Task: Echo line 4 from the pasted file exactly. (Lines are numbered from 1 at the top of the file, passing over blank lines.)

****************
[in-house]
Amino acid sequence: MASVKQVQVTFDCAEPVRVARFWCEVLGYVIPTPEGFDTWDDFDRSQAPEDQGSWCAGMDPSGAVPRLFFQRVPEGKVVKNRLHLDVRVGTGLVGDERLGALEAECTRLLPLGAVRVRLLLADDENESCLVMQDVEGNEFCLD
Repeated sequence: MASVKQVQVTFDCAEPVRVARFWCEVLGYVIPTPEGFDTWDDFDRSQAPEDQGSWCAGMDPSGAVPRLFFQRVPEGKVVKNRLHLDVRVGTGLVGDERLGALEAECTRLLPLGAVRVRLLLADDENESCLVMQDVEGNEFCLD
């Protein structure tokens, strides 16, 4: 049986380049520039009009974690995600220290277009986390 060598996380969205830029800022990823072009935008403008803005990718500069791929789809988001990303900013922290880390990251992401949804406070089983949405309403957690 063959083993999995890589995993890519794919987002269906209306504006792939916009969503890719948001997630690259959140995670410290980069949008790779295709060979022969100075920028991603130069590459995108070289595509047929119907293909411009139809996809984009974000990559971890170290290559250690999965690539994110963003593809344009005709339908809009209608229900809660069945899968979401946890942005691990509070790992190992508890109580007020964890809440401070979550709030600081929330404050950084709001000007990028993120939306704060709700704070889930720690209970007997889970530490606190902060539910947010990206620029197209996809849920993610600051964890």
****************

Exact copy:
């Protein structure tokens, strides 16, 4: 049986380049520039009009974690995600220290277009986390 060598996380969205830029800022990823072009935008403008803005990718500069791929789809988001990303900013922290880390990251992401949804406070089983949405309403957690 063959083993999995890589995993890519794919987002269906209306504006792939916009969503890719948001997630690259959140995670410290980069949008790779295709060979022969100075920028991603130069590459995108070289595509047929119907293909411009139809996809984009974000990559971890170290290559250690999965690539994110963003593809344009005709339908809009209608229900809660069945899968979401946890942005691990509070790992190992508890109580007020964890809440401070979550709030600081929330404050950084709001000007990028993120939306704060709700704070889930720690209970007997889970530490606190902060539910947010990206620029197209996809849920993610600051964890």